So, you're probably used to using ‘paraphernalia’ to mean lots of bits and pieces. It’s generally seen as negative as we tend to use it to mean too much stuff (or drug stuff, weirdly). Unfortunately, the origins of the word are actually a bit sexist.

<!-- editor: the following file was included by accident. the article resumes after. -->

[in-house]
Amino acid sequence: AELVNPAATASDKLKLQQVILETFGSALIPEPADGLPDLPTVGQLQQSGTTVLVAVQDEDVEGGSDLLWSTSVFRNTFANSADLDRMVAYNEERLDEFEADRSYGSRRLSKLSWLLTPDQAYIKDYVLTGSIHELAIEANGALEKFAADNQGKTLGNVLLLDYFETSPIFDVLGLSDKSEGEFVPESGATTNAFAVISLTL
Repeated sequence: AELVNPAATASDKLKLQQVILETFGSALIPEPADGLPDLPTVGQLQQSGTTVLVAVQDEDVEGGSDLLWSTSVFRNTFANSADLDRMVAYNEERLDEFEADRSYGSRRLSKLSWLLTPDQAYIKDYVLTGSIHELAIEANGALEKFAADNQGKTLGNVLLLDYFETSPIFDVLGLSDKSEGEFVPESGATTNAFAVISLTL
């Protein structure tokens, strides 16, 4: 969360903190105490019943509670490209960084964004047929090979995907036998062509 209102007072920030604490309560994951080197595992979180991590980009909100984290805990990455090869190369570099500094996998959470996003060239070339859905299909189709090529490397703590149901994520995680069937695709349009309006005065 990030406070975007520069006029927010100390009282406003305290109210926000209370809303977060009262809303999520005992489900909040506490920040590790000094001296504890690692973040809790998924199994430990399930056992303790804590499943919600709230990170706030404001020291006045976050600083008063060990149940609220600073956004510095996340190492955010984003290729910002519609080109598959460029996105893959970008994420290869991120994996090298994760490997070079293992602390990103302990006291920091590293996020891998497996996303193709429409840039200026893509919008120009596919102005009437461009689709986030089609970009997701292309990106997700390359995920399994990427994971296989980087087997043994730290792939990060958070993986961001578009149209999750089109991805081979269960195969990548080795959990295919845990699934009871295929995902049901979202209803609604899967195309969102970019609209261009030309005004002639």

Etymology-wise, it comes from the Greek ‘para’ for ‘distinct from’ and ‘pherna’, from ‘phernē’ or ‘dower’. So it actually means ‘distinct from dowry’, and referred to the personal bits and bobs a bride brought with her to a marriage. So all the stuff that wasn’t part of the all-important dowry. These fluffy female extras were generally regarded as superfluous to requirements, which is why the word now tend to refer to extra things we don’t need. Oh, and in English law up until 1870 (when the first Married Women’s Property Act was passed), all of a woman’s paraphernalia would have become the property of her husband anyway once he got that ring on her finger. Bah.